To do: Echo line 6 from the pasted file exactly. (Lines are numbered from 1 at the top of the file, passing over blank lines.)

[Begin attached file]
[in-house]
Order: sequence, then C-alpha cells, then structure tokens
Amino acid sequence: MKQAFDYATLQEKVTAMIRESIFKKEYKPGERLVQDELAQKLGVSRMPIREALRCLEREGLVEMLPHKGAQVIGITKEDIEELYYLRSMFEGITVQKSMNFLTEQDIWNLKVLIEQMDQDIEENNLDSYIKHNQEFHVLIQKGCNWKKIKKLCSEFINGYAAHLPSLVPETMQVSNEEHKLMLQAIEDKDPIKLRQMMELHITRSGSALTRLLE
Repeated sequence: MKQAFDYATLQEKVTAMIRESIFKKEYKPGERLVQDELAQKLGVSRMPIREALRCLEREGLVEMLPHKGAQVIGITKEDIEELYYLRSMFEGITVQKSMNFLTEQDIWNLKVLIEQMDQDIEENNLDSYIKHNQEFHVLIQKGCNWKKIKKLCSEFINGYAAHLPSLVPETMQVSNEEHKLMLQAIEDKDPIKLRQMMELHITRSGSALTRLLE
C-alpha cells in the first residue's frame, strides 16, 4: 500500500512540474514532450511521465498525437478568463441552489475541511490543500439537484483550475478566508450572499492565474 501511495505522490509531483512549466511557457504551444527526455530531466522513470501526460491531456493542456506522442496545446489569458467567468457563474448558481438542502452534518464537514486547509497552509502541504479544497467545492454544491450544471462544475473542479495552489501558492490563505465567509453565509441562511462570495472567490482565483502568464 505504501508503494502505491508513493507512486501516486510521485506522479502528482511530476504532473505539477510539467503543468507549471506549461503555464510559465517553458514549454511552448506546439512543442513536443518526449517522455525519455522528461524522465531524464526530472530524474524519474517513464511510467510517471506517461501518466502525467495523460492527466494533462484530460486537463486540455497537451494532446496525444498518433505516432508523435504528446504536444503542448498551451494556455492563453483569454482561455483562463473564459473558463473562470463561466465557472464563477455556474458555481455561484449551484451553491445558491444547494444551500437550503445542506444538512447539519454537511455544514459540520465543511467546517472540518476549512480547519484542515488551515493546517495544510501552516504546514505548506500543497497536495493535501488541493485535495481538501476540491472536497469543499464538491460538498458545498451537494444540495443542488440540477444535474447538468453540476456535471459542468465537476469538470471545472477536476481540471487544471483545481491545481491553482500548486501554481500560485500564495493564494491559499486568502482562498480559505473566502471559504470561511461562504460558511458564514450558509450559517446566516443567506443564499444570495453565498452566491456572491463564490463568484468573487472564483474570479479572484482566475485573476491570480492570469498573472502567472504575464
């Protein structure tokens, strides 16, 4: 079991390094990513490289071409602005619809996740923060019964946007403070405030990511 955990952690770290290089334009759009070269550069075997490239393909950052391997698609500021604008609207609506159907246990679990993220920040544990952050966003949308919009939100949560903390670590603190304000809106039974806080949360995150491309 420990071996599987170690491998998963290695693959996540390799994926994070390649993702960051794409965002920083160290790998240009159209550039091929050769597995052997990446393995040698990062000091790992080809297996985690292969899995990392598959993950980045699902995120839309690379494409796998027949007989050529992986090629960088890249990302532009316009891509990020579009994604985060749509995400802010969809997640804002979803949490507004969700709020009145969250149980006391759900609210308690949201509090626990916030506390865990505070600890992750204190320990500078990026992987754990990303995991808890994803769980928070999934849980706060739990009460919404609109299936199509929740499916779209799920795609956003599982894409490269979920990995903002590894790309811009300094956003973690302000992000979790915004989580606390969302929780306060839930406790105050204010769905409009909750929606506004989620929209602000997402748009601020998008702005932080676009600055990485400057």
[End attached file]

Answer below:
């Protein structure tokens, strides 16, 4: 079991390094990513490289071409602005619809996740923060019964946007403070405030990511 955990952690770290290089334009759009070269550069075997490239393909950052391997698609500021604008609207609506159907246990679990993220920040544990952050966003949308919009939100949560903390670590603190304000809106039974806080949360995150491309 420990071996599987170690491998998963290695693959996540390799994926994070390649993702960051794409965002920083160290790998240009159209550039091929050769597995052997990446393995040698990062000091790992080809297996985690292969899995990392598959993950980045699902995120839309690379494409796998027949007989050529992986090629960088890249990302532009316009891509990020579009994604985060749509995400802010969809997640804002979803949490507004969700709020009145969250149980006391759900609210308690949201509090626990916030506390865990505070600890992750204190320990500078990026992987754990990303995991808890994803769980928070999934849980706060739990009460919404609109299936199509929740499916779209799920795609956003599982894409490269979920990995903002590894790309811009300094956003973690302000992000979790915004989580606390969302929780306060839930406790105050204010769905409009909750929606506004989620929209602000997402748009601020998008702005932080676009600055990485400057």